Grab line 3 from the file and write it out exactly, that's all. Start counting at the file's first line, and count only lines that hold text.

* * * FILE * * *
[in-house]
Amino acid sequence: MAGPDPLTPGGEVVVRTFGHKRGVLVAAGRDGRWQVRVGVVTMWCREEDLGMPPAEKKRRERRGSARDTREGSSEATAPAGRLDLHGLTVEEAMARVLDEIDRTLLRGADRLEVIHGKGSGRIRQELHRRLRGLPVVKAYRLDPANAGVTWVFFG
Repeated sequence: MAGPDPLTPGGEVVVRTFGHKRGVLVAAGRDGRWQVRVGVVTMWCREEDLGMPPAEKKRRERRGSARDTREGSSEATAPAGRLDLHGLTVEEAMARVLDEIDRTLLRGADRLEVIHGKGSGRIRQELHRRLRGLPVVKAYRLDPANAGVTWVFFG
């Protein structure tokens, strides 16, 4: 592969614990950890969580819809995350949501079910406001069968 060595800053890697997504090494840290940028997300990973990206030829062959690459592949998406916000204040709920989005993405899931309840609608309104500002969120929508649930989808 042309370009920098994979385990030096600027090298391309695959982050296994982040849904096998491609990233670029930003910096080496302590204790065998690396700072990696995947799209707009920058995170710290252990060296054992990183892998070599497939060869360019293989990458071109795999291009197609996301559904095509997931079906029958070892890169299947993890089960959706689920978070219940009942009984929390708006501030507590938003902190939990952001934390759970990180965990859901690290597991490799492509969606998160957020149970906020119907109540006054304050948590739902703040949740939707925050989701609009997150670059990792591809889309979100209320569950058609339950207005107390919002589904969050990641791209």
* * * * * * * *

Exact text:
Repeated sequence: MAGPDPLTPGGEVVVRTFGHKRGVLVAAGRDGRWQVRVGVVTMWCREEDLGMPPAEKKRRERRGSARDTREGSSEATAPAGRLDLHGLTVEEAMARVLDEIDRTLLRGADRLEVIHGKGSGRIRQELHRRLRGLPVVKAYRLDPANAGVTWVFFG